I’ve spent the last ten days with a geologist trekking around Iceland who managed to cross glaciers and lava fields and climb one difficult path after another up and down volcanos — all with a bad limp and a walking stick. This guy, who is a college professor now and spends his summers leading geology-based tours for Smithsonian in Iceland and the Galapagos, I learned, had had a stroke at the age of 27. He was in northern Maine when it happened, at the threshold of a career that was 100% field-oriented. OK, well, not entirely field- oriented — he would become a professor, so there was all that classroom time — but geology is about rocks. And rocks, well, they’re out there. In the field. Or on the mountain. Or under the volcano. So, as he was poised to climb the highest mountain, cross the widest valley, forge the Mid-Atlantic rift, he was struck down. Today, twice his lifetime later, he is dauntless, physically. He is out there, doing his geologist thing, every day. He could have curled up and withered away, that day in Maine when the earth shifted beneath his hopes and dreams. Or not. He chose the later course.
Twenty-five years ago today, the earth shifted beneath my own feet, and my life was re-arranged accordingly. It was a sultry summer night at the Sconset softball field. I loved playing that game, as an adult, as a business owner, as a woman. I felt empowered all the way around. I saw that game as social license to run around, scream, throw and hit things, a release of all things adult, an embrace of all things dream-bound. I was pitching that night. It fed my starved female athlete’s psyche to take the pitcher’s mound. I’d played first. I’d played center field. But pitching was my dream. As a kid, learning how to ‘throw like a boy’ in my father’s backyard tutorial, I wanted to grow up to be the first female Whitey Ford (a lefty like me) in the game. No matter what my father or anyone else every told me, I couldn’t understand why it was not possible. Even though it wasn’t. Still isn’t.
That night in Sconset, conditions were peerless. A dark summer blue night. No clouds. No moon. Under the lights. The hum of cicadas off in the distance. I was chuffed, as the British would say, to have been tapped to pitch. Pitching is like quarterbacking: it’s the position of champions. My night was going well. No screaming errors nor humiliating gaffs. This was women’s softball, after all. On Nantucket. So expectations weren’t low so much as geared toward the obvious: having fun.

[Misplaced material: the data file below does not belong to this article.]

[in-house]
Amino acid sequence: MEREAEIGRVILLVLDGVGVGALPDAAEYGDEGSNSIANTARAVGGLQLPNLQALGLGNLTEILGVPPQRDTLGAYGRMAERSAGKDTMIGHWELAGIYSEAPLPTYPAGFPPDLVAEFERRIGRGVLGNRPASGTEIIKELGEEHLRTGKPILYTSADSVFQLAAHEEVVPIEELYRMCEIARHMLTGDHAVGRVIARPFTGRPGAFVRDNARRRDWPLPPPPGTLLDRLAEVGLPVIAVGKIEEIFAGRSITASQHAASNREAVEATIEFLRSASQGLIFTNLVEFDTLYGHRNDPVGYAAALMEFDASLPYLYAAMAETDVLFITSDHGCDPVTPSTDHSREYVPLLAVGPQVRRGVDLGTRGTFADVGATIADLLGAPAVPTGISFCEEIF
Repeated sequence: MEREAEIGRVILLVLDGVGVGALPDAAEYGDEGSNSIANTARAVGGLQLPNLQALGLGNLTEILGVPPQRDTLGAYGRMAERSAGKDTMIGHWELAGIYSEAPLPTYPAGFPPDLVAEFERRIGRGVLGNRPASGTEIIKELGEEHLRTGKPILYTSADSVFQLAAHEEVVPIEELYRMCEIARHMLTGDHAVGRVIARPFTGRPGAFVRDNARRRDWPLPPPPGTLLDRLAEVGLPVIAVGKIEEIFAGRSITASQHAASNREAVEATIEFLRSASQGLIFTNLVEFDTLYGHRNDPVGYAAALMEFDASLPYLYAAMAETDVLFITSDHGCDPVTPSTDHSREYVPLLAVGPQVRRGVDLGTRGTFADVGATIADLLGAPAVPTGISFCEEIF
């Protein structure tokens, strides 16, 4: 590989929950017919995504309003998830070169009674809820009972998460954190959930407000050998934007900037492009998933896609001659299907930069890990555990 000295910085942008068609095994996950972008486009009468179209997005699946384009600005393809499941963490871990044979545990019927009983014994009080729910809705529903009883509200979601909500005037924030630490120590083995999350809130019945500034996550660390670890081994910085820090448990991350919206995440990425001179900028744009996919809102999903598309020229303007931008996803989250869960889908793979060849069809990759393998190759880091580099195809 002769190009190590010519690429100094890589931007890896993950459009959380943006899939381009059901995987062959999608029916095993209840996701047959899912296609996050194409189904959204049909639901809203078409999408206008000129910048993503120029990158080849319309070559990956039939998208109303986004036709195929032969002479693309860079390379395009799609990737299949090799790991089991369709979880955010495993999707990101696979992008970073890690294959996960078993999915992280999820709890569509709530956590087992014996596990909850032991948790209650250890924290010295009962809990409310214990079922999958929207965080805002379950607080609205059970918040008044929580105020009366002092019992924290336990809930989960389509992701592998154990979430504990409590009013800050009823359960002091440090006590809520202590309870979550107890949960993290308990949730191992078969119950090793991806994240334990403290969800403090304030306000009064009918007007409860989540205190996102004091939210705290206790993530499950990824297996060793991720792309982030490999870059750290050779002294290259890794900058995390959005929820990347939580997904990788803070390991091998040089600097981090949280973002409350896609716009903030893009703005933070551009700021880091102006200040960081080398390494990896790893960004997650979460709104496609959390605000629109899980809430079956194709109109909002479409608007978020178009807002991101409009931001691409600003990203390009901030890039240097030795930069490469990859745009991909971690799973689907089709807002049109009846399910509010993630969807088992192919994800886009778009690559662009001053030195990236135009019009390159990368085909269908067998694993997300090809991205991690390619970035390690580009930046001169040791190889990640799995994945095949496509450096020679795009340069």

The pitch went dead over the plate and the batter connected. The next thing I knew, I’d been hit, knocked not only down but off the mound. I remember how pissed I was and how I got her out at first, in spite of it all. The referees and ump all flew to my side, as if they knew something I didn’t and maybe they did. I limped off that field. And would limp forever more.
Eight hours later I was in the ER. As dawn broke, I was flown off Nantucket in a plane the seats of which had been removed to accommodate my stretcher. A nurse flew up to Boston with me, marking my back like a whiskey bottle, to see if the paralysis would rise high enough to take my diaphragm.
Turns out, the best guess as to what happened is this: the batted ball hit me in the thigh so hard that it sent a fatty embolism coursing through my body. First through my heart, then my lungs, then my brain before finally spending a little too much time in my spinal cord. By the time I got to Boston, the clot had dissolved but I was paralyzed on my right side.
I’ve walked with a limp ever since. There isn’t a day that goes by that I am not aware of each step I take, of fighting for my mobility. For a quarter of a century. But I’m not so different from the geologist in Iceland. When you’re life gets rearranged, when your dreams and aspirations and self-image get drastically redirected, you have two choices: feel sorry for yourself or get up and gimp across life’s lava field,
I was not as young as my kindred spirit, the geologist, when I got hurt. But I was young enough. When shit happens, you are always too young. That goes without saying. Because it’s not your chronology that gets upended but your self-image. And self-images are perennially youth-based. The real curiosity, though, is the much scoffed at, inevitable silver lining.
A friend challenged me the year after my event to compete in the New York City marathon. I would never have run a marathon. I may have been an athlete but I was not a runner. Twenty-six point two miles and eight-and-a- half hours later, I crossed the finish line. Humbled. Mightily humbled. I competed with the the blind, the infirm, those wearing prosthetic limbs or riding in wheelchairs. I rose, like a phoenix, from my self-pity because I was oh-so-lucky compared to many of the people who fought their way through five boroughs. Indeed, I was honored to be among them. And ever since, I have looked at my fellow humans with greater compassion. That was the very first, and only the very first, silver lining.
And on this, the silver anniversary of losing the full use of one leg, I can say I remain humbled. And determined. And up and running.
— Belle Songer